A FTSE 100 dividend stock I'd buy and hold for the long run
With the FTSE 100 yielding 3.8% at the present time, it appears to offer strong income return potential. After all, it's above inflation and could remain so over the medium term.
However, within the index there are stocks that could generate even higher returns in future years. One such company is prime housebuilder Berkeley Group(LSE: BKG). Its capital return plan could mean it delivers a high yield for investors, while its low valuation could allow it to generate impressive returns, too.
Between now and September 2021, Berkeley Group is expected to return capital totalling over £7 per share. This is set to be made up of a mix of dividends and share buybacks, with the company therefore having a potential dividend yield of up to 4.8% at today's share price. Clearly, this depends on the proportion of the capital return, but the overall picture remains a positive one for its investors.
In fact, returning £2 per share to investors should not be a particularly challenging exercise for the business. In the current financial year, the company is expected to generate earnings per share of £3.51, which means that its £2 per share capital return is set to be covered 1.75 times by profit. This suggests that an even higher amount could be returned to investors in future years.
Capital growth prospects
The share buyback programme seems to be a sound method of returning capital to investors, since Berkeley Group's shares appear to be cheap. They trade on a price-to-earnings (P/E) ratio of around 12, which suggests that they offer a wide margin of safety.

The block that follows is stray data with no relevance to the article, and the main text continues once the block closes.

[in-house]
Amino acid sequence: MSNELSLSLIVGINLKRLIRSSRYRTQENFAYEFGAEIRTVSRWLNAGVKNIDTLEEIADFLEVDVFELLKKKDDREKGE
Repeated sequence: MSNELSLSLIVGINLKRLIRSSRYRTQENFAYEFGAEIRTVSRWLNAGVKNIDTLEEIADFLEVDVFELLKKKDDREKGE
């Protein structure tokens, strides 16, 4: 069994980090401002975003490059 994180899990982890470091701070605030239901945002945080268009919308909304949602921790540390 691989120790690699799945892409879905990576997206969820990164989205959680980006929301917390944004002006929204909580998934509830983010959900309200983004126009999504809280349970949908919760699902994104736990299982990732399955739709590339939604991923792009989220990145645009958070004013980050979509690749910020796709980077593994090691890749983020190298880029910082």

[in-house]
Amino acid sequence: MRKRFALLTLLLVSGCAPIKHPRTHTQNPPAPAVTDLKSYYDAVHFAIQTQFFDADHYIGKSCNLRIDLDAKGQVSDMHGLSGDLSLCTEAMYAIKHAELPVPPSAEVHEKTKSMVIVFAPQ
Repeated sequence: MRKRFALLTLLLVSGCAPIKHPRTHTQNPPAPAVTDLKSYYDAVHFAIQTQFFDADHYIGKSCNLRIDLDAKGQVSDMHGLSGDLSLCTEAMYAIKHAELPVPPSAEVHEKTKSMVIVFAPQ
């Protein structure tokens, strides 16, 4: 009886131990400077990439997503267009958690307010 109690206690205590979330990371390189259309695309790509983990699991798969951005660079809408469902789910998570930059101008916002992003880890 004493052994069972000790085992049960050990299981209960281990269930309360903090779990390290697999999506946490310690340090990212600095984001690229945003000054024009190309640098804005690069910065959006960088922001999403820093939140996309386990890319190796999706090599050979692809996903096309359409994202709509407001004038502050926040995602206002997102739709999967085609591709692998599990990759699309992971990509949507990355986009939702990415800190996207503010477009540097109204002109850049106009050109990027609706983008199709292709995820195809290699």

Certainly, there are risks ahead for the UK housing market. Brexit could cause investor sentiment to come under pressure. However, investors appear to have priced in this risk, while the undersupply of new homes at even the prime price point could mean that there is scope for high earnings growth over the medium term.
Of course, Berkeley Group is not the only income stock which may be worth buying. Reporting on Tuesday was wealth management specialist Charles Stanley(LSE: CAY). Its third quarter saw further progress made, with total funds under management rising by 2.5% to £24.9bn. Total revenues in the first nine months of the year were up 7.4% versus the prior year, with like-for-like revenues from continuing activities up 9.1%.
With a dividend yield of 2.3%, many investors may feel that the stock lacks income appeal. However, with its bottom line expected to rise by 45% this year, 52% next year, and then by a further 40% in the following year, dividends are expected to rise by 89% over the next two years. This puts the stock on a forward dividend yield of 4.4%, from a dividend which is due to be covered 2.2 times by profit. As such, it could quickly become a strong income play for the long term.
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Peter Stephens owns shares of Berkeley Group. The Motley Fool UK has no position in any of the shares mentioned. Views expressed on the companies mentioned in this article are those of the writer and therefore may differ from the official recommendations we make in our subscription services such as Share Advisor, Hidden Winners and Pro. Here at The Motley Fool we believe that considering a diverse range of insights makes us better investors.